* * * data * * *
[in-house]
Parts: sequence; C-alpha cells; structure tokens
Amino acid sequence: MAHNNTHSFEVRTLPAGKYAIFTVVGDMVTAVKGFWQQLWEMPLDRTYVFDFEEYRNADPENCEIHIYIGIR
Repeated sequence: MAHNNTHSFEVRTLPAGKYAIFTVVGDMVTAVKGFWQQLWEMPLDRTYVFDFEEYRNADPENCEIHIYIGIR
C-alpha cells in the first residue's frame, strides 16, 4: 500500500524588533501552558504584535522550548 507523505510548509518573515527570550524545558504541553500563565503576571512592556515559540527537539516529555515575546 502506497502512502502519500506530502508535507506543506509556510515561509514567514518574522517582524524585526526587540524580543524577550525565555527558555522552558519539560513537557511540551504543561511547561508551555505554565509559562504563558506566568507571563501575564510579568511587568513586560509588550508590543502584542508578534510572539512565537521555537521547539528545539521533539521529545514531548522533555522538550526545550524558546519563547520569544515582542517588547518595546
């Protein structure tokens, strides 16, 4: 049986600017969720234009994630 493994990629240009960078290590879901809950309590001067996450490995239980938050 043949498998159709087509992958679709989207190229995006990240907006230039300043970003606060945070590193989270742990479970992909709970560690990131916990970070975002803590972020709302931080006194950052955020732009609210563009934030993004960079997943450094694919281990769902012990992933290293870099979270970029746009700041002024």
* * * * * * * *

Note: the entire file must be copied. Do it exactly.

[in-house]
Parts: sequence; C-alpha cells; structure tokens
Amino acid sequence: MAHNNTHSFEVRTLPAGKYAIFTVVGDMVTAVKGFWQQLWEMPLDRTYVFDFEEYRNADPENCEIHIYIGIR
Repeated sequence: MAHNNTHSFEVRTLPAGKYAIFTVVGDMVTAVKGFWQQLWEMPLDRTYVFDFEEYRNADPENCEIHIYIGIR
C-alpha cells in the first residue's frame, strides 16, 4: 500500500524588533501552558504584535522550548 507523505510548509518573515527570550524545558504541553500563565503576571512592556515559540527537539516529555515575546 502506497502512502502519500506530502508535507506543506509556510515561509514567514518574522517582524524585526526587540524580543524577550525565555527558555522552558519539560513537557511540551504543561511547561508551555505554565509559562504563558506566568507571563501575564510579568511587568513586560509588550508590543502584542508578534510572539512565537521555537521547539528545539521533539521529545514531548522533555522538550526545550524558546519563547520569544515582542517588547518595546
């Protein structure tokens, strides 16, 4: 049986600017969720234009994630 493994990629240009960078290590879901809950309590001067996450490995239980938050 043949498998159709087509992958679709989207190229995006990240907006230039300043970003606060945070590193989270742990479970992909709970560690990131916990970070975002803590972020709302931080006194950052955020732009609210563009934030993004960079997943450094694919281990769902012990992933290293870099979270970029746009700041002024």